The downward curvature and lanes of lamellae (small ridges that act as a filter) of their bill is specifically adapted for the filtration of small crustaceans, mollusks, insects, and microalgae present in saline lagoons.  When they eat, they immerse their head and part of the neck and fill their bill with water that they throw out with the tongue, which is thick and has projections to retain food. They can only move their upper jaw and they usually cannot open it more than half a centimeter. - Chrystal Clear

Geysers del Tatio

Located at 4,200m (13,700ft) above sea level, these are some of the highest geysers in the world. It's also the third-largest geyser site on Earth, with over 80 active ones. After viewing them in the middle of the day, the next morning we got up at dawn to see these against the backdrop of the rising sun. It's best to see them from the first stages of dawn, then watch them change as the sun rises, until sunlight bathes them completely. They were spectacular in any light!

Our campsight outside the geyser field was a watering hole to local llamas.  The locals mark their llamas with colored ribbons, making them a festive sight as we drive everywhere and see the herds.

Trying to maintain some level of fitness on this trip, we busted out a little workout at our campsite with hill runs and kettlebell thrusters. We were discouragingly WRECKED afterwards and it took twice as long as we expected. Then we got into the van to continue our drive and saw on the GPS we had just pushed ourselves to the brink at 14,000 ft. elevation! We had no idea, and though we coughed up our lungs for days after, we were relieved at WHY we had felt so TERRIBLE!


This village is known for its architecture in liparita stone, with straw and clay roofs and with narrow streets paved in stone. The original Caspana people spoke the quechua language, thus maintaining a clear difference with those who spoke the more common Spanish language. Today, many maintain their deeply rooted Andean traditions and continue to speak their own language and do not speak Spanish.  It was really interesting to see a deeply tradition village and it's people, living as they have for hundreds of years. -San Pedro Chile

Pukará de Lasana and Laguna Inca Coya

The village of Chiu Chiu has the 12th-century fortress, Pukara de Lasana, built with an amazing construction technique into its valley walls. It was built of rock, with 110 structures built into it with narrow interior paths. The houses within it vary in size and all the houses had 2 kinds of cellars (mainly for food) built in the backyards.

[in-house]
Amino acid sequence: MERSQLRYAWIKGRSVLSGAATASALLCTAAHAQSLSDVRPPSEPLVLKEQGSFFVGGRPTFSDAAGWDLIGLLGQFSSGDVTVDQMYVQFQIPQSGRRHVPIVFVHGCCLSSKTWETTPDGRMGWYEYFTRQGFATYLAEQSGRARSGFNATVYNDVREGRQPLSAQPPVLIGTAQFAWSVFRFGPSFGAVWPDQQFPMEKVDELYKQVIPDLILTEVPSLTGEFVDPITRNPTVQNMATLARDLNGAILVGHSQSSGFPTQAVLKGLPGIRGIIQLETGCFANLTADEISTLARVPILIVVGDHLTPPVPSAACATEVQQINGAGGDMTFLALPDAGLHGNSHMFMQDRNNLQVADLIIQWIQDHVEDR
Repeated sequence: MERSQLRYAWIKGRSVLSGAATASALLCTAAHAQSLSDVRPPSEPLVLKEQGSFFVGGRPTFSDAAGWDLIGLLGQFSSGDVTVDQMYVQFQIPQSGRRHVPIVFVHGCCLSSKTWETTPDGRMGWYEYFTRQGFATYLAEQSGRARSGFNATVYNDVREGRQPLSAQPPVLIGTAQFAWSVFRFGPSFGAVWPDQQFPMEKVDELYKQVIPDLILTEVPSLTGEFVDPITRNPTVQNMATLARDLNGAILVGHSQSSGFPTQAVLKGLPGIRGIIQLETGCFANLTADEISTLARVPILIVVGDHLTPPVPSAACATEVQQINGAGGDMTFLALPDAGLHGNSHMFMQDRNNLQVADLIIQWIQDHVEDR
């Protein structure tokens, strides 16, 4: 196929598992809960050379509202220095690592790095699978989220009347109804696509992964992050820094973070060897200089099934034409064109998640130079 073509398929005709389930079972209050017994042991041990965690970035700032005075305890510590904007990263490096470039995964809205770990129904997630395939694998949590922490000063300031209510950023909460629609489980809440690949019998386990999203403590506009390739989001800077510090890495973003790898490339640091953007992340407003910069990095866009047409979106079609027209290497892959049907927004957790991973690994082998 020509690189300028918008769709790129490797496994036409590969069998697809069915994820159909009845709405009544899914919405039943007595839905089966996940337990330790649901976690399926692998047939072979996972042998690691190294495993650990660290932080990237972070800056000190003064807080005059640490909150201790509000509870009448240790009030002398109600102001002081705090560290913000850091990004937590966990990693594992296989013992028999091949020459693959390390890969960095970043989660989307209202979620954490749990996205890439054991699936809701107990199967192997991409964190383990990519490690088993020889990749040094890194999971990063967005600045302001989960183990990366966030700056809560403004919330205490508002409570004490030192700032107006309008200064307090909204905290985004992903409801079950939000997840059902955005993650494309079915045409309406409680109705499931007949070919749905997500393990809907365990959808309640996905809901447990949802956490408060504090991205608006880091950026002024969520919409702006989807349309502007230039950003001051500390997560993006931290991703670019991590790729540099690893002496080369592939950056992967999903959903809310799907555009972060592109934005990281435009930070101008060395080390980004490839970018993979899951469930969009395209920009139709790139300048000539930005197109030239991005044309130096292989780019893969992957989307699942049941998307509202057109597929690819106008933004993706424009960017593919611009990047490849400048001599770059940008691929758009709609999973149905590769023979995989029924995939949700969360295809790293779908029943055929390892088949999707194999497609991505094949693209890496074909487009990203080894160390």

Petroglyphs all along the steep canyon walls.

Mike made a beautiful dive into this lake, unfortunately bursting an eardrum on impact!
Laguna Inca Coya is a perfectly round lake in the middle of the desert, 80m deep according to Jacques Cousteau, who dove it to measure its depth.  A legend claims it was filled with the tears of the jilted lover of Inka Tupac Yupanqui.  We didn't realize it was salty until we boiled water and made coffee with it.  Needless to say it was a wasted pot, as we spewed it on first drink!
Back to Santiago for a seminar at CrossFit 1810 with Pablo and Eric O'Connor, where we are always treated so well by Ernesto.  This time he brought us fruits from his own home garden and grilled us up some chorizo and sausages!  We also visited Black Mamba CrossFit, who welcomed us to do the Open 15.2 workout!

Back in Calama, back on the road, we headed for the Argentine border.  Goodbye Chile!  You have been a great home to us for these past 5 months!

FORD - Found On Road Dead.  Van trouble again...losing power and dying at high elevation climbs.  Put gas cleaner in and changed the filter.  After a night's rest, we made it to the border without further incident, just lower power than optimal.
Burpees went down at 15,800 ft. elevation!  20 Burpees had us rolling on the ground, gasping for air!!!
Good bye Chile, hello Argentina one last time...